This content is from: Portfolio
The Morning Brief: Blue Ridge Confirms Long-Only Launch
It’s official. John Griffin’s Blue Ridge Capital filed plans with regulators on Wednesday for creating a new long-only fund, the Blue Ridge Long Fund, and an offshore counterpart. So far, Blue Ridge has not yet raised any money for the funds. We reported last month that Tiger Cub Griffin’s New York hedge fund firm planned to launch the new fund at the beginning of 2016. Initially, the fund will be available only to existing investors in the firm’s long-short hedge fund. Griffin decided to start the new fund after limited partners had been asking for one for some time, according to the sources.
Sandell Asset Management sold nearly 200,000 shares of Bob Evans Farms, trimming its stake in the casual dining company to 7 percent. On Monday Bob Evans announced it agreed to sell 145 restaurant properties to Mesirow Realty Sale-Leaseback, an affiliate of Mesirow Financial Holdings, for $200 million. The sale-leaseback deal is expected to provide Bob Evans with net proceeds of $165 to $170 million. Bob Evans said it plans to use the net proceeds to pay down debt and repurchase shares.
Earlier this month, Sandell, a New York activist manager, urged Bob Evans to sell its packaged foods company and retain its restaurant business. Around the same time, Bob Evans’s board approved a $100 million increase in its stock-buyback program, to $250 million, and approved a 9.7 percent quarterly dividend increase. The hedge fund firm won its proxy fight with the Columbus, Ohio company more than a year ago and placed four of its nominees on its board of directors. The stock closed down slightly, at $39.39.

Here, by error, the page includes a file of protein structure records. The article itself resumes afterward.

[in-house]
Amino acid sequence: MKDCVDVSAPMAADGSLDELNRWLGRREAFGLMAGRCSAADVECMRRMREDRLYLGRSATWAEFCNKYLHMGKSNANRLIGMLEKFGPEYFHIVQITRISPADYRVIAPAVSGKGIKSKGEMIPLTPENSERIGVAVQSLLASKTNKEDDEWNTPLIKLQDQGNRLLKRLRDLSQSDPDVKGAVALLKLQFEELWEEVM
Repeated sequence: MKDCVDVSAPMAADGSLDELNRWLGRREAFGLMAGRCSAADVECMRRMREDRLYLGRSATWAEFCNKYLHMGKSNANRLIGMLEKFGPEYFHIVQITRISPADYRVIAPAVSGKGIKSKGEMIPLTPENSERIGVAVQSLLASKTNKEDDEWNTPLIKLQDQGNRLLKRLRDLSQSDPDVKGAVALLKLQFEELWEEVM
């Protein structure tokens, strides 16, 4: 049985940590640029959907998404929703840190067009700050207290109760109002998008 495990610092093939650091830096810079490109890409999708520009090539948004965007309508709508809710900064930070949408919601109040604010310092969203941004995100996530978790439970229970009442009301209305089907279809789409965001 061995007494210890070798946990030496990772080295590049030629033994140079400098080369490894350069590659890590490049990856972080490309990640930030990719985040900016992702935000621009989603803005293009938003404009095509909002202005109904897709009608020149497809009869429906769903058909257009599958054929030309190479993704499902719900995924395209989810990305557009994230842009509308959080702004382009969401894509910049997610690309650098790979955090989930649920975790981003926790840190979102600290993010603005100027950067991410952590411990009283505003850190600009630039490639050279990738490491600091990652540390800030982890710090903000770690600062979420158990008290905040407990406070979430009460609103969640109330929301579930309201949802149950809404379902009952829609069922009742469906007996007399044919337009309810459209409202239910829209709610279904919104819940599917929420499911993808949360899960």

Shares of Cliffs Natural Resources, which has been a target of activists for some time, surged more than 7 percent, to $1.71, after the embattled mining and natural resources company announced it sold its remaining coal business to Seneca Coal Resources. Cliffs said the deal is valued at $268 million. New York-based activist firm Casablanca Capital, headed by Donald Drapkin, was the second-largest shareholder at the end of the third quarter. Other top-ten holders include East Setauket, New York-based Renaissance Technologies and New York-based Coatue Management. The stock was down more than 80 percent from its January 2015 high before the deal was announced.
More bad news for Micron Technology. Shares of the chip maker fell more than 2 percent, to $14.30, after Credit Suisse cut its price target on the stock from $25 to $20. The investment bank points out that while Micron reported fiscal first quarter results that were in line with expectations, it guided second quarter results “well below even our street low estimate,” according to a note to clients. The stock is now down 60 percent from its high of a little more than a year ago. Micron is one of the stocks causing headaches for Greenlight Capital this year, among others.